"The Spirit of Woman Power": Representation of Women in World War I Posters

Title"The Spirit of Woman Power": Representation of Women in World War I Posters
Publication TypeBook Chapter
Year of Publication2012
AuthorsPrelinger, Elizabeth, and Barton C. Hacker
EditorHacker, Barton C., and Margaret Vining
Book TitleA Companion to Women's Military History
CityLeiden; Boston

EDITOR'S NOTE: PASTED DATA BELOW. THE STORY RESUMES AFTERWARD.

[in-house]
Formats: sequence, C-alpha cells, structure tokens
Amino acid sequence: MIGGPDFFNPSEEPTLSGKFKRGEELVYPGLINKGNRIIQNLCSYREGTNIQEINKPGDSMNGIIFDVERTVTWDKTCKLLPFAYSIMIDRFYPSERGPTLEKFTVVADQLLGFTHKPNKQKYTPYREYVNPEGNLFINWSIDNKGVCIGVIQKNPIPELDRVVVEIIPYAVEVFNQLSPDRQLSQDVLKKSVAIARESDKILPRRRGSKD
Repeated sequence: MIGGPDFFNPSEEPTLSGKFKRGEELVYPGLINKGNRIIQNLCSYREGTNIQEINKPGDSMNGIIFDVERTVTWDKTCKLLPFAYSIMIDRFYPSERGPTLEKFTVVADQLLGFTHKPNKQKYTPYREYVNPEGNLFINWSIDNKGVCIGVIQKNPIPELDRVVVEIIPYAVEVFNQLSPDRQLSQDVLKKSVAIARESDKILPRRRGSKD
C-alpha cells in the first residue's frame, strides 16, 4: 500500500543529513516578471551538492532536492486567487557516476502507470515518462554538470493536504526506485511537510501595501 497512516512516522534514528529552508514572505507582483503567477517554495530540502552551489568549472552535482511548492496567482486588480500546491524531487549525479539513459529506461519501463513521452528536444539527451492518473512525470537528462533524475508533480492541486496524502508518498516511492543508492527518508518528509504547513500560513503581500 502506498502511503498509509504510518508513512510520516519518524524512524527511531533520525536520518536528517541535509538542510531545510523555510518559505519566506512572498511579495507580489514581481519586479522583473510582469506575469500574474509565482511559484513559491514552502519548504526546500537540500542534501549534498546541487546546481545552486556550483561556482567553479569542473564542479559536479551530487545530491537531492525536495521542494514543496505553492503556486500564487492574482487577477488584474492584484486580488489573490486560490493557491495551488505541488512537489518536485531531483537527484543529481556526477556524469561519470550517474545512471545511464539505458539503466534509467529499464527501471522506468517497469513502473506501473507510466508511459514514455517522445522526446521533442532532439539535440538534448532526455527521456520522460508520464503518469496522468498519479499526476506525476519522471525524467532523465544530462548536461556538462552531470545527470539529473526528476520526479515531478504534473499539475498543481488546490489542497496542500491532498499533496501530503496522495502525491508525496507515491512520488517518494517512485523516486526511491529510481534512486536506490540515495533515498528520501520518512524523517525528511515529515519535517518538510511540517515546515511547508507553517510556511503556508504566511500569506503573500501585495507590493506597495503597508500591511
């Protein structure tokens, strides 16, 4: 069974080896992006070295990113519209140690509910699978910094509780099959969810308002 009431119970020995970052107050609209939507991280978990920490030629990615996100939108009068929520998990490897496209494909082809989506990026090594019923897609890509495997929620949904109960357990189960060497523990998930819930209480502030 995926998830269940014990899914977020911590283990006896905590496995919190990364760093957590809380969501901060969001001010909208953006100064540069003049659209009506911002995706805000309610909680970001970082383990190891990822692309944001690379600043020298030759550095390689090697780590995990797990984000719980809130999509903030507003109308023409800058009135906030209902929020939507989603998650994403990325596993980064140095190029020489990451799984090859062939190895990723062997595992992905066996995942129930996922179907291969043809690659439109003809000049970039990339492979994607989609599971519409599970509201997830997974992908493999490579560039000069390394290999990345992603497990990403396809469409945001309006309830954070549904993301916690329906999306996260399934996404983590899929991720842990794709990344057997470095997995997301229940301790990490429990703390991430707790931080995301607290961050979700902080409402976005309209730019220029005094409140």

The most cursory glance at the visual culture of World War I reveals the abundance and omnipresence of images of women. Although all nations  conflated enlistment and combat with masculinity, identifying "virility with war", women's indispensable contribution to the war effort was nevertheless immediately and generally appreciated; every contemporary artistic medium recorded their involve­ment in an extensive range of war-related activities. The coteries of pre­dominantly male artists and illustrators in all combatant countries astutely grasped the propaganda value of female participation, and, as a comple­ment to their portrayals of men, highlighted women's essential role in promoting, sustaining, mourning, and commemorating the war. Poster artists in particular not only depicted actual tasks carried out by female participants, but embedded in their images commentary on such pro­vocative issues as society's deep-seated ambivalence toward women's pur­suit of greater social and political equality under the new conditions posed by the war. This essay explores a small representative selection of thou­sands of wartime propaganda posters featuring women from a variety of combatant nations, and examines some of the complex meanings con­cealed within their simple and direct designs.

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